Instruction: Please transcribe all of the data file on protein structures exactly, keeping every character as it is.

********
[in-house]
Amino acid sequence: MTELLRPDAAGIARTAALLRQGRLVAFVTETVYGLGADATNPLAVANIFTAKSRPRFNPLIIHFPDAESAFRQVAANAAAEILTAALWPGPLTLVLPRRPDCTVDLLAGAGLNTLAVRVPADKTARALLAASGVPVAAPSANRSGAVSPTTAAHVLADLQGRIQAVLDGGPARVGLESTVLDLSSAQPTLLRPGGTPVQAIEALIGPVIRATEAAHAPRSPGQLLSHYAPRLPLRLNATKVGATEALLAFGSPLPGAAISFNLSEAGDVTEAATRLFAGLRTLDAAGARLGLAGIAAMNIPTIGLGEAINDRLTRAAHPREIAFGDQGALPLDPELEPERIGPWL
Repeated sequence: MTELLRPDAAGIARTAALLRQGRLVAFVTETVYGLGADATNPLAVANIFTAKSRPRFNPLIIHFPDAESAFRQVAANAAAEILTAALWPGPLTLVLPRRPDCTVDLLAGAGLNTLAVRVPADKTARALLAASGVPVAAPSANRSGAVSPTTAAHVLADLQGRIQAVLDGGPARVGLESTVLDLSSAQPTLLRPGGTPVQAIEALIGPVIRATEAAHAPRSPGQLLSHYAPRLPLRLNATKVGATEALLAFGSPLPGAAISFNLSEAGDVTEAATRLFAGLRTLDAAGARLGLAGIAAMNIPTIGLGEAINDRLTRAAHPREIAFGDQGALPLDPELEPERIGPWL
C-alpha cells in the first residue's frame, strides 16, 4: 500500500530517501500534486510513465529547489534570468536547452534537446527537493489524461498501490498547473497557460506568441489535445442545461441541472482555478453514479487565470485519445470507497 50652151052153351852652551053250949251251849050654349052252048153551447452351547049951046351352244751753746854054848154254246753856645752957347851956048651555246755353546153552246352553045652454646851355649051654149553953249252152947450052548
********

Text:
[in-house]
Amino acid sequence: MTELLRPDAAGIARTAALLRQGRLVAFVTETVYGLGADATNPLAVANIFTAKSRPRFNPLIIHFPDAESAFRQVAANAAAEILTAALWPGPLTLVLPRRPDCTVDLLAGAGLNTLAVRVPADKTARALLAASGVPVAAPSANRSGAVSPTTAAHVLADLQGRIQAVLDGGPARVGLESTVLDLSSAQPTLLRPGGTPVQAIEALIGPVIRATEAAHAPRSPGQLLSHYAPRLPLRLNATKVGATEALLAFGSPLPGAAISFNLSEAGDVTEAATRLFAGLRTLDAAGARLGLAGIAAMNIPTIGLGEAINDRLTRAAHPREIAFGDQGALPLDPELEPERIGPWL
Repeated sequence: MTELLRPDAAGIARTAALLRQGRLVAFVTETVYGLGADATNPLAVANIFTAKSRPRFNPLIIHFPDAESAFRQVAANAAAEILTAALWPGPLTLVLPRRPDCTVDLLAGAGLNTLAVRVPADKTARALLAASGVPVAAPSANRSGAVSPTTAAHVLADLQGRIQAVLDGGPARVGLESTVLDLSSAQPTLLRPGGTPVQAIEALIGPVIRATEAAHAPRSPGQLLSHYAPRLPLRLNATKVGATEALLAFGSPLPGAAISFNLSEAGDVTEAATRLFAGLRTLDAAGARLGLAGIAAMNIPTIGLGEAINDRLTRAAHPREIAFGDQGALPLDPELEPERIGPWL
C-alpha cells in the first residue's frame, strides 16, 4: 500500500530517501500534486510513465529547489534570468536547452534537446527537493489524461498501490498547473497557460506568441489535445442545461441541472482555478453514479487565470485519445470507497 50652151052153351852652551053250949251251849050654349052252048153551447452351547049951046351352244751753746854054848154254246753856645752957347851956048651555246755353546153552246352553045652454646851355649051654149553953249252152947450052548